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Anonymous 10/29/2017 (Sun) 13:56:14 [Preview] No. 11610
I have a massive assortment of software ideas that I desire to articulate into reality, but I have very little knowledge regarding computer programming. I desire to learn C/C++ as they appear to be most suitable to my needs, and I would like some advice as to where I can begin and what existing software programs/Operating systems will be most useful to me.

Are the books written by Dennis Richie/Bjarne Stoustrup my best bet?


Anonymous 10/29/2017 (Sun) 14:23:28 [Preview] No. 11612 del
>>11610
>I have a massive assortment of software ideas that I desire to articulate into reality, but I have very little knowledge regarding computer programming.
You are either a child or a directionless adult. Use a software like illumination software creator.


Anonymous 10/29/2017 (Sun) 14:30:52 [Preview] No. 11613 del
>>11612
Why would a software creator such as the one you stated be preferred over a programming language from the ground-up in your mind?


Anonymous 10/29/2017 (Sun) 19:15:58 [Preview] No. 11614 del
>>11613
Because you don't know how to program.


Anonymous 10/29/2017 (Sun) 19:43:05 [Preview] No. 11616 del
>>11614
Why do you think I created this thread?


Anonymous 10/29/2017 (Sun) 22:49:44 [Preview] No. 11618 del
>>11616
Because you have "ideas" but no interest in programming. Honestly, if you are interested in programming begin with python and bash. When you get good at that you can move on to C and scheme. Beginning with a curly brace language is just a terrible idea. Let me know if you want some pdf and advice for starting on python.


Anonymous 10/29/2017 (Sun) 22:57:40 [Preview] No. 11619 del
>>11618
Thinking about it, if you did some vb in school and just want some simple interface orientated shit, you should try gambas.

http://gambas.sourceforge.net/en/main.html


Anonymous 10/30/2017 (Mon) 00:52:01 [Preview] No. 11620 del
>>11610
>Dennis Richie/Bjarne Stoustrup
If you have to ask, no.

Pick up any Python book. Any at all and fuck with IDLE.


Anonymous 10/30/2017 (Mon) 02:33:54 [Preview] No. 11621 del
>>11618
>Let me know if you want some pdf and advice for starting on python.
Sure! I'll even come back into this thread later once I have learned more and applied said knowledge.


Anonymous 10/30/2017 (Mon) 08:06:48 [Preview] No. 11624 del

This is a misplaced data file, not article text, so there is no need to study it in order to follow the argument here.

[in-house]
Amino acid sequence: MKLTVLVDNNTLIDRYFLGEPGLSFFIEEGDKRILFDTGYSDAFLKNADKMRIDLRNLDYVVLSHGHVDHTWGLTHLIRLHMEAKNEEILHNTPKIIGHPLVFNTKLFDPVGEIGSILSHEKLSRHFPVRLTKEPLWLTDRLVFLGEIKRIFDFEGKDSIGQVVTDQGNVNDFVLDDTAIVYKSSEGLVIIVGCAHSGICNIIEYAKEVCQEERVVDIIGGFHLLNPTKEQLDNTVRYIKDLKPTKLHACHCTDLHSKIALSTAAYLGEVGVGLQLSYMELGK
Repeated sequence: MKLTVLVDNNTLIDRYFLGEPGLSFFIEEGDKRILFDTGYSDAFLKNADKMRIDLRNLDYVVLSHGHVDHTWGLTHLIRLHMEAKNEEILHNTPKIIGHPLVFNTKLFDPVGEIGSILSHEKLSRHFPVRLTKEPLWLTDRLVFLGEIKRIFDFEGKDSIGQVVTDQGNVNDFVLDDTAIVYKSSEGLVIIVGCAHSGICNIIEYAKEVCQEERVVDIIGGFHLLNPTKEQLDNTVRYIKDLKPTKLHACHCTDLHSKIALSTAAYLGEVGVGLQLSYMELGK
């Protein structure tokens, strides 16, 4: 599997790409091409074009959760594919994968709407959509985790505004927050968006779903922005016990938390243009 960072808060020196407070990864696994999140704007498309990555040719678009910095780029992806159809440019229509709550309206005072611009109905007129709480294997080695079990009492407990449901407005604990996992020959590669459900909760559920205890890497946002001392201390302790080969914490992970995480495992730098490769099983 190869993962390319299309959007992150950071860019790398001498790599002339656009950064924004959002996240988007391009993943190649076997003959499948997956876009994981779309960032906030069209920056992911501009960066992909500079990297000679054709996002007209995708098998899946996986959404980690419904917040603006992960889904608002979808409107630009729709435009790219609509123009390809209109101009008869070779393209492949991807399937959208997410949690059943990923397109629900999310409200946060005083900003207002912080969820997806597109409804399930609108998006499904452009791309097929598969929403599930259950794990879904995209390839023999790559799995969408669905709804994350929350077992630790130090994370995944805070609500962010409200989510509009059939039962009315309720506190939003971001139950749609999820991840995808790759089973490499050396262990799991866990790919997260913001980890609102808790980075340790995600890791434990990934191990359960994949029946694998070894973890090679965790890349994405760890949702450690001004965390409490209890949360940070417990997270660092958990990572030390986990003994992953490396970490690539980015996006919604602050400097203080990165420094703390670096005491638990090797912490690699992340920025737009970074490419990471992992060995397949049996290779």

>>11621
Not sure what your ideas are but these books should cover the bases. You have: "Beginning Programming with Python For Dummies" to start, followed by "Python 3 Object-Oriented Programming, 2nd Edition." Those are must read beginner material, fly through those. Then you have "Beginning Game Development with Python and Pygame" and "MakingGames" the second one being just fun to play around with. Then you have "Violent_Python_A_Cookbook_for_Hackers" if that is more your interest. You might want the Kivy documentation in case you want to make phone applications. Python being the easiest language with the most user friendly tools, documentation and community means this should be a cake walk for most people with an interest. Lastly you need to get IDLE with Python 3, because that's what these tutorials will teach.


Anonymous 10/30/2017 (Mon) 22:32:29 [Preview] No. 11630 del
C is a fine start for beginning programming. Consider that 90% of everything you use on a daily basis is written in C, and in most cases, the working core was written by one person. Linux, Windows, Bind, Apache, Sendmail, and Postgres, for example, are all written in C.

Use whatever operating system you want, and install a command-line based C compiler like gcc. Use whatever tutorial you want and write a program that prints your name ten times and then exits. If, upon seeing that work for the first time, you experience an endorphin rush unlike anything else you've felt before, congratulations. You probably won't be able to stop, and it'll just keep getting better and better the more you keep digging into it. If on the other hand you feel mostly irritation about all the fiddly crap you had to do to get that far, you are not a programmer. While continued use of all the fancy tools and languages that have been created over the past 20 years to "improve" programming or make it "easier" might allow you to create some things, it's going to be neither easy nor satisfying and the results will, frankly, not be that great.


Anonymous 11/07/2017 (Tue) 20:04:18 [Preview] No. 11717 del
>>11630
print "reasonably satisfied." 

print "thanks bro"
print "took me literally only a minute to learn how to do this"
print "exhiliration if nothing else"


Anonymous 11/07/2017 (Tue) 20:16:48 [Preview] No. 11718 del
i used python nvm will try c later am confused with the studio.h printf way its formatted.


Anonymous 11/07/2017 (Tue) 21:25:49 [Preview] No. 11720 del

#include <stdio.h>
int main() {
puts("lol! whatever language gets dat rush!");
}


yeah, C's printf formatting is daunting at first. All you really need to get going though is %s for text, %d for ints, %f for floats, and a newline \n at the end.


printf("%s %d\n", "the universal number is", 42);



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